Later, because the pandemic may flatten multiple industries for years and years.
These include the travel and hospitality industry, the restaurant industry, the entertainment industry, et cetera.
Again we declare for the angels. We hope these industries emerge intact… and far sooner than we imagine.
But we fear the angels face long odds.
Each Recovery Recovers Less
Meantime, today’s debt burden sits heavier on the economy than in 2008. And debt drags on an economy… as an anchor chain hung about a man’s neck drags on the man.
Total pre-pandemic debt levels ran to $75 trillion or some other enormity. And debt is coming on in heaps.
Headway will therefore be limited, the sledding more difficult.
Here Michael Lebowitz and Jack Scott of Real Investment Advice pencil an imaginary line. This line connects the 1990 recession, the 2001 recession, the 2008–09 recession… and the present recession.
And the line forms a downward arc:
- The [2008–09] recession was broader based, and affected more industries, citizens, and nations, than the prior recessions of 1990 and 2001
- The 2008–09 recession and recovery also required significantly more fiscal and monetary policy to boost economic activity
- The amount of federal, corporate and individual debt was significantly lower in 1990 and 2001 than 2008–09
- The natural economic growth rate for 1990 and 2001 was higher than the rate going into the 2008–09 recession.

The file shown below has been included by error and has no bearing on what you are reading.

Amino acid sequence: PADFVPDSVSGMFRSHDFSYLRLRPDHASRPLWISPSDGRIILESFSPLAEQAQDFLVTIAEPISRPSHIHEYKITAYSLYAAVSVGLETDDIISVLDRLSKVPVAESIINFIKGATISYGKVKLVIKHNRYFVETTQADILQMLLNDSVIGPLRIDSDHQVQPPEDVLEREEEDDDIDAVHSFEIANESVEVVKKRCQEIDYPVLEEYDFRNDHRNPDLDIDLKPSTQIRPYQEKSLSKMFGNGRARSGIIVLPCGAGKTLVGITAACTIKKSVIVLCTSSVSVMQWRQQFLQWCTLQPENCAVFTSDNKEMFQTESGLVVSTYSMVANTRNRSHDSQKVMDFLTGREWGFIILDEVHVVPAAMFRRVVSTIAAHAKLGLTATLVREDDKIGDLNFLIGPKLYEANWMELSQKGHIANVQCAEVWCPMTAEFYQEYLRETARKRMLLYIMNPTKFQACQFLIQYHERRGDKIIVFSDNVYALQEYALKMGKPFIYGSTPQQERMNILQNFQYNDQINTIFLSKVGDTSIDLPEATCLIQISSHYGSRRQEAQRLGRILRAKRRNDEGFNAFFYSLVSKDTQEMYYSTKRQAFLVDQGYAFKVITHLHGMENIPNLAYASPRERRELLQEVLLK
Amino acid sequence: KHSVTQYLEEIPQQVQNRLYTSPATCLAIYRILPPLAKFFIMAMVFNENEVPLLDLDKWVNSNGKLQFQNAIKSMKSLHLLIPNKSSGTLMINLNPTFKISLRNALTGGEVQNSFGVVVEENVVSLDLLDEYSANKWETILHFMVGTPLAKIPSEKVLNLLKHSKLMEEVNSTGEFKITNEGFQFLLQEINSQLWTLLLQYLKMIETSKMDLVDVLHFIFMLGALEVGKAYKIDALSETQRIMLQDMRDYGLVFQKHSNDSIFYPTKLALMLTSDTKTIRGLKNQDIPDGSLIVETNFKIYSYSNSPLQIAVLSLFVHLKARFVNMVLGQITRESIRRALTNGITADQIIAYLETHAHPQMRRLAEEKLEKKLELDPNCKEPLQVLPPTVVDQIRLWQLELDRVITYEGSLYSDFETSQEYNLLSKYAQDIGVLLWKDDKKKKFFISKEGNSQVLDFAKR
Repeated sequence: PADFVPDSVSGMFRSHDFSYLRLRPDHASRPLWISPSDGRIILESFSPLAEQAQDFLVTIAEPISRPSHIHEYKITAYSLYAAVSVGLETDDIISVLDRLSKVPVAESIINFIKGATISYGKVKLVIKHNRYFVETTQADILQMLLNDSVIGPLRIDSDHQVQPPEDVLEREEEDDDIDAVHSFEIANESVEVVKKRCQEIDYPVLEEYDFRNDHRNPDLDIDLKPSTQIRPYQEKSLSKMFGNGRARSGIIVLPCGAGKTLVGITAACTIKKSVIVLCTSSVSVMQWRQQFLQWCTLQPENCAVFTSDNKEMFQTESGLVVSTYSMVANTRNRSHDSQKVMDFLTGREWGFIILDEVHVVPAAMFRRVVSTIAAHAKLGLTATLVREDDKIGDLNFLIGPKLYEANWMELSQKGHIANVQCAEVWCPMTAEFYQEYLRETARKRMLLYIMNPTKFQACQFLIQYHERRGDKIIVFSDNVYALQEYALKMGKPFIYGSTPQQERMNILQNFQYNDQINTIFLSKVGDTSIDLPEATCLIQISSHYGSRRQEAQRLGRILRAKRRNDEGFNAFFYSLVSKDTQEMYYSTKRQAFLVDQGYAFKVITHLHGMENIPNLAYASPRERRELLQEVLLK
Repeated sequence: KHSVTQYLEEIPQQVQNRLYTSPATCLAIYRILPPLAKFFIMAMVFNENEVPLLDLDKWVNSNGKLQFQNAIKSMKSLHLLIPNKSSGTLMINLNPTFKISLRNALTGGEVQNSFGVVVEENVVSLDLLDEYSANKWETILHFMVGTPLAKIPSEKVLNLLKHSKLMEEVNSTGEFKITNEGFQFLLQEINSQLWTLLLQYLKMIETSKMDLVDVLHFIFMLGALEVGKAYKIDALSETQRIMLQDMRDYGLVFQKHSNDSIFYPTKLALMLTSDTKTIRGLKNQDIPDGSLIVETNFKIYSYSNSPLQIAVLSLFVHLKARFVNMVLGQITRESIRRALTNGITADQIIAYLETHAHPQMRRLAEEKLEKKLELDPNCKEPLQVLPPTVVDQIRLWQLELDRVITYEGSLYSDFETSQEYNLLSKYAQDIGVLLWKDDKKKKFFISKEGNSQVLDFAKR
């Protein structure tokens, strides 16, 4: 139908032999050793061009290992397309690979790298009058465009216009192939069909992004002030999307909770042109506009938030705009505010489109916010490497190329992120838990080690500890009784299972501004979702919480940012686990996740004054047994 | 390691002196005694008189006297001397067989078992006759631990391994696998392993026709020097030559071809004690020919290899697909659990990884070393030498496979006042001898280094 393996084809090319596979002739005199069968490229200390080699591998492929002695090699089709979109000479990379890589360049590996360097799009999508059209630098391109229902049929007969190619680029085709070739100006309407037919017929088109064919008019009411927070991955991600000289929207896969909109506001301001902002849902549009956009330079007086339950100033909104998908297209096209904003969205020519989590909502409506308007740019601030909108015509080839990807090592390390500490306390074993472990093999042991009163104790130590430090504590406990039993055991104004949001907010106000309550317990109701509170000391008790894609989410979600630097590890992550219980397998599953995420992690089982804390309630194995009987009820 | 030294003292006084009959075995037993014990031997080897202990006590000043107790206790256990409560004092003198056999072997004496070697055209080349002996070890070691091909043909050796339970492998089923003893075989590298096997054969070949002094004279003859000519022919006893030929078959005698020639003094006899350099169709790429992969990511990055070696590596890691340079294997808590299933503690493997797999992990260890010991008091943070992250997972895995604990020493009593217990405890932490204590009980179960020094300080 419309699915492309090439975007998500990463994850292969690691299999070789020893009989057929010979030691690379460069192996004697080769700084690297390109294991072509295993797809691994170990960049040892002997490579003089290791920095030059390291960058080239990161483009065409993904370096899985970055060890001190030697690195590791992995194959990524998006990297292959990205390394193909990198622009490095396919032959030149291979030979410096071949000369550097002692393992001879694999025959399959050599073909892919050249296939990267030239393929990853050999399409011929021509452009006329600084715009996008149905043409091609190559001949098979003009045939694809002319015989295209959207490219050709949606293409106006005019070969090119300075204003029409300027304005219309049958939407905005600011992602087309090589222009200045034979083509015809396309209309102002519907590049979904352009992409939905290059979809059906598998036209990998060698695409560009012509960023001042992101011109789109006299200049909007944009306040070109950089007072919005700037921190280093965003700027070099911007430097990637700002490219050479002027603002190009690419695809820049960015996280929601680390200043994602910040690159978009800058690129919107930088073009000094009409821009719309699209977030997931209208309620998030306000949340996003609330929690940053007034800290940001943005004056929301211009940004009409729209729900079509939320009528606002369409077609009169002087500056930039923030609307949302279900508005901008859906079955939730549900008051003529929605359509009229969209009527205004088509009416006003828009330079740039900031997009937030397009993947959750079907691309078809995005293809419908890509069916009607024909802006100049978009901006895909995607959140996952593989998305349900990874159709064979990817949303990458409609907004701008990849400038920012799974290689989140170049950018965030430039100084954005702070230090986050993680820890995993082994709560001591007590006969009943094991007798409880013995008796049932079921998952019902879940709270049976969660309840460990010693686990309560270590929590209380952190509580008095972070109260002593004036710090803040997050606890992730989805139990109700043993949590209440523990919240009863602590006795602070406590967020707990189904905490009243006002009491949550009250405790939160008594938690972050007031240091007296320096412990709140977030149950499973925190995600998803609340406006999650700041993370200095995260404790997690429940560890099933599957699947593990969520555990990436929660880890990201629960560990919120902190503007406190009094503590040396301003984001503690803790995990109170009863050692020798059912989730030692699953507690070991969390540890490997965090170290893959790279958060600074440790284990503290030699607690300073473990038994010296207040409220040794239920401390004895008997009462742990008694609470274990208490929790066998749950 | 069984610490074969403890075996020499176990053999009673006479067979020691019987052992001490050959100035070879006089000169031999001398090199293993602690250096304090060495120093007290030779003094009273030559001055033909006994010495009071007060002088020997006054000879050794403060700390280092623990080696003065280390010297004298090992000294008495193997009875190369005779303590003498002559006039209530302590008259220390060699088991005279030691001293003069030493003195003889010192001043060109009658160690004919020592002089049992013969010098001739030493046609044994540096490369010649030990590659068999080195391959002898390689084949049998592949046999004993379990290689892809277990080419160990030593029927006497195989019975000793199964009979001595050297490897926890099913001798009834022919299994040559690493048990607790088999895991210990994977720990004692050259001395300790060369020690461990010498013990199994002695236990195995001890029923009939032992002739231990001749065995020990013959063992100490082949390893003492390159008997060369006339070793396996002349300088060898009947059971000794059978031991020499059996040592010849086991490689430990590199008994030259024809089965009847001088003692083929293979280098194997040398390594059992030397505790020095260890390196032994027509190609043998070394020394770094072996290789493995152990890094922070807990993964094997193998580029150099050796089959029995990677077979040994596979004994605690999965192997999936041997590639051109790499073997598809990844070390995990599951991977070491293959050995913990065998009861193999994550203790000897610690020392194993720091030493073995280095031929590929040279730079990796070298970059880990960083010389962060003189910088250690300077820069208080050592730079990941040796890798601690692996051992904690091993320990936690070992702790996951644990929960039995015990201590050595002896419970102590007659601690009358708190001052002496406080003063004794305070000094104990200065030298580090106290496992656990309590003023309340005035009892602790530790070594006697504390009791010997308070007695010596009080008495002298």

What about growth rates to come?
Half the Previous Rate of Growth
These two gentlemen draw up to this conclusion:
“The economic growth rate going forward may be half of the already weak pace heading into the current recession.”
As we have asked before: From what sources will growth originate?
Meantime, the Congressional Budget Office estimates:
The pandemic will hack $8 trillion off real GDP these next 10 years… and $15.7 trillion off nominal GDP.
Real GDP minuses out inflation’s false additions, of course. Nominal GDP does not.
This lost GDP — if the figures are accurate — is GDP lost forever.
What Will Never Be
It is aborted wealth, pre-murdered wealth.
It represents houses never constructed, automobiles never assembled, airplanes never flown, jobs never offered, dream vacations never taken…
It represents computers that will never compute, televisions that will never televise, hacksaws that will never hacksaw, medicines that will never medicate, air conditioners that will never condition the air…
It represents businesses that will never do business.
That is, this lost GDP represents a diminished national life. And potentially a vastly diminished national life if the true numbers prove even worse.
One year of slack growth, two years of slack growth, these are endurable.
Yet a string of annual losses are not…
The Long Run
Average real annual economic growth since 1980 runs to 3.22%.
Yet since 2009… that figure has fallen to 2.23%.
What if pre-2009 3.22% growth held steady?
Jim Rickards estimates the United States would be $4 trillion wealthier.
Run it 30, 50, 60 years, Jim concludes… and you arrive at a dismal conclusion:
A society that grows at 3.22% will be twice as rich as one that grows at 2.23% over the course of an average lifetime.
Absent a return to trend… ours will be the society half as rich…
for The Daily Reckoning